No idea what the benefits might be for the employer but a significant benefit for (some) employees is being able to see what your total remuneration will be ahead of the end of the tax year, worst case is when you get your March payslip.

I have yet to receive a P11d (or equivalent?) for any employment that normally provides a P11d for the year that the employment ceased. I have absolutely no idea what is supposed to happen but it doesn't - whether it's small employers or multinationals. My most recent move was from an employer with payrolled benefits - so I can see exactly what benefits I've been taxed on from my payslips.

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Replying to NotAnAccountant2:
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By alejandra
09th Feb 2023 10:08

Yes I suppose that would be useful to some people, thanks

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Replying to alejandra:
By ireallyshouldknowthisbut
08th Feb 2023 17:41

alejandra wrote:

In the year of introduction, the employee pays tax on this year's benefits as well as last year's.

I don't think that is quite right. The employee is usually paying on an ESTIMATE of the current years through their tax code, and then catch up might be coded in for earlier years too, but its supposed to be a stab at it. The main plus on payrolling is it cuts out all that noise, the employee pays the right amount of tax in day one, without any catch up/guessing/coding changes.

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Replying to ireallyshouldknowthisbut:
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By alejandra
09th Feb 2023 10:09

Yes that's a good point, thanks. I guess I've just been looking at it from the employers POV

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All Paul Accountants in Leeds
By paulinleeds
08th Feb 2023 13:15

I'm an accountant, with 36 years practice experience.

Doing a few P11ds is not a major task. If I were doing hundreds with the same benefits for lots of staff I may use some software to prepare and submit them.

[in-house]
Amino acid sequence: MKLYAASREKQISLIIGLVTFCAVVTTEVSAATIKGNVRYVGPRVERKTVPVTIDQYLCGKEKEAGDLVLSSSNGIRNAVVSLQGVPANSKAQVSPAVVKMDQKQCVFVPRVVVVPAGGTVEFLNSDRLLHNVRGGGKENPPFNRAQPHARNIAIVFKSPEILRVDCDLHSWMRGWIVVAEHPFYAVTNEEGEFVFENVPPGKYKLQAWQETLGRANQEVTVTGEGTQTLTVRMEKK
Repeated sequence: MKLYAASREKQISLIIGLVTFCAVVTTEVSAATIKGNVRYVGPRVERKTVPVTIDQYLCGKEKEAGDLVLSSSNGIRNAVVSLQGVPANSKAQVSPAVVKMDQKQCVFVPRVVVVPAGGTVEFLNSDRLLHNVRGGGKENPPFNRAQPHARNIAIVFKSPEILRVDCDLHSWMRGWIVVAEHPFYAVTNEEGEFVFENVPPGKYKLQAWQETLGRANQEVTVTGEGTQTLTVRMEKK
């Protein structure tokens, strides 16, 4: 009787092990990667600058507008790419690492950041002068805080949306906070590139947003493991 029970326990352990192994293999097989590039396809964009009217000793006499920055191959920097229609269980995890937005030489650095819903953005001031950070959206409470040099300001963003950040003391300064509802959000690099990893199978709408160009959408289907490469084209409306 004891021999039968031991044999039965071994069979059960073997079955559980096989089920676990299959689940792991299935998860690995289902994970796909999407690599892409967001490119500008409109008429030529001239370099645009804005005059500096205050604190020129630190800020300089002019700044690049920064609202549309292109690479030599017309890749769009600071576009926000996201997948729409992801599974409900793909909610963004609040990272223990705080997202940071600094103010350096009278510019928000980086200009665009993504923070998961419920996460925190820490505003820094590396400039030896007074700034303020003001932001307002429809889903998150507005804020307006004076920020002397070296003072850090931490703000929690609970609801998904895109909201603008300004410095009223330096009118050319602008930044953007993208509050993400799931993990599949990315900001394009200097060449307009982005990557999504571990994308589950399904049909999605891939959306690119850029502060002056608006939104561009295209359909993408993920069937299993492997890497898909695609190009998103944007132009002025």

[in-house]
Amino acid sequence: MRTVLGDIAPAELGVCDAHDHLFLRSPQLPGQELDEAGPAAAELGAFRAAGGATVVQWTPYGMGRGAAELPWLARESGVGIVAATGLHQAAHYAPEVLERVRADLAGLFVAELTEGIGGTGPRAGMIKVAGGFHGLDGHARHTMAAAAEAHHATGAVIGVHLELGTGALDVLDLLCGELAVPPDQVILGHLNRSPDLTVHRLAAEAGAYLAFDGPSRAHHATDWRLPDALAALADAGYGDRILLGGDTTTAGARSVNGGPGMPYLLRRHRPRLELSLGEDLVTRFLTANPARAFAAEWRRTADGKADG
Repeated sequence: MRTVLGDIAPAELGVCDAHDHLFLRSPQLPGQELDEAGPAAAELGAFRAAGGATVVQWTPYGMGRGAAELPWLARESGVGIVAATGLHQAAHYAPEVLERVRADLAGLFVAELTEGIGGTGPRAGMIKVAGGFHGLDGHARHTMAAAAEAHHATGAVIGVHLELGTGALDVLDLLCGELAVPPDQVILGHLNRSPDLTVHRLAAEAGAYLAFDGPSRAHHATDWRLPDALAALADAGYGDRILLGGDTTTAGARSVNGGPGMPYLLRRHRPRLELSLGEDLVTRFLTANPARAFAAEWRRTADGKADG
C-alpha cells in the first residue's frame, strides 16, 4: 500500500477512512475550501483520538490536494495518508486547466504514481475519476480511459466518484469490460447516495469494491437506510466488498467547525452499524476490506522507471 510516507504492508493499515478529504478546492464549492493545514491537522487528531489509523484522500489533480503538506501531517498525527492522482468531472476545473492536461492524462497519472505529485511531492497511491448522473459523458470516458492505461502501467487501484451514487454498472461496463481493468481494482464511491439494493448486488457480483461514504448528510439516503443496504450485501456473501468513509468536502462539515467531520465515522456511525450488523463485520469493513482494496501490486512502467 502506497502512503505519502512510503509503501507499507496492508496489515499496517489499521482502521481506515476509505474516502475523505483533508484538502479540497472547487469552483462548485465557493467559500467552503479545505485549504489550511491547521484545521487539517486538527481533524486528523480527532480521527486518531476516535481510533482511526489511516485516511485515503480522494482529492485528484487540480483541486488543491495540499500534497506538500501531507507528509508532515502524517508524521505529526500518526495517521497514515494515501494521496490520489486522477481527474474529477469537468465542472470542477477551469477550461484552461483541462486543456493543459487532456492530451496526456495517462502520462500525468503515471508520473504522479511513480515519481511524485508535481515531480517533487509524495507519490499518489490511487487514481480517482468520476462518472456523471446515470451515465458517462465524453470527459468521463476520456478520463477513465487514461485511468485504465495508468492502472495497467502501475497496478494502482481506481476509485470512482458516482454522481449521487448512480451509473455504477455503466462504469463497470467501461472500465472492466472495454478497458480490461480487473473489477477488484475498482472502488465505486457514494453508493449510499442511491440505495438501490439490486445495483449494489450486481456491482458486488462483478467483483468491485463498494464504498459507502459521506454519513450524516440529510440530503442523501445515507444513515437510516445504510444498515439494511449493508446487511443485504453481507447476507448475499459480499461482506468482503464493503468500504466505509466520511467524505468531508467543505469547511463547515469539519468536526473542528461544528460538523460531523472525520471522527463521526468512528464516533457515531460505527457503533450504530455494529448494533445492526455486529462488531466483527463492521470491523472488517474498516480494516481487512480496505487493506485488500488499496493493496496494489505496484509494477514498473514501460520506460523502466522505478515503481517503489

I do a handful for several clients each year. I use the HMRC Gateway. I do not use paper P11Ds or P11D(b). That may be slow and you never actually know if they have been received and processed for months.

I normally have the employer and employers set up from previous years, if not, It's not a big task.

Unless I can be sure that the benefit will not change in the tax year, I believe that I'd spend more time checking the final benefits against payrolled benefits and then making a year-end adjustments than actually just picking this up once a year and dealing with.

I'm not against change, but it has to save me time and/or money. Unless I'm doing this often then I firmly believe that there's nothing wrong with the old legacy system for the smaller employer with several P11Ds.

What do others think?

I can see the benefit for employees in having their tax bill collected weekly/monthly. Most tax on benefits (e.g. medical insurance) is not that large. Cars and vans can be addressed in year with P46(car) and therefore PAYE tax codes adjusted in year and the tax collected in year.

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Replying to paulinleeds:
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By Seadog
09th Feb 2023 20:11

I agree. Despite the fact that the Agent PAYE P11D offering is clunky and poorly set up it is still slightly easier than dealing with the paper forms.

Very few software providers have entered the P11D market. Clearly not enough in it for them commercially.

The HMRC offering is difficult for the employees too as the format of the printouts is poor.

If HMRC are serious about MTD this issue needs to be addressed sooner rather than later.

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Replying to Seadog:
A Putey FACA
By Arthur Putey
16th Feb 2023 10:18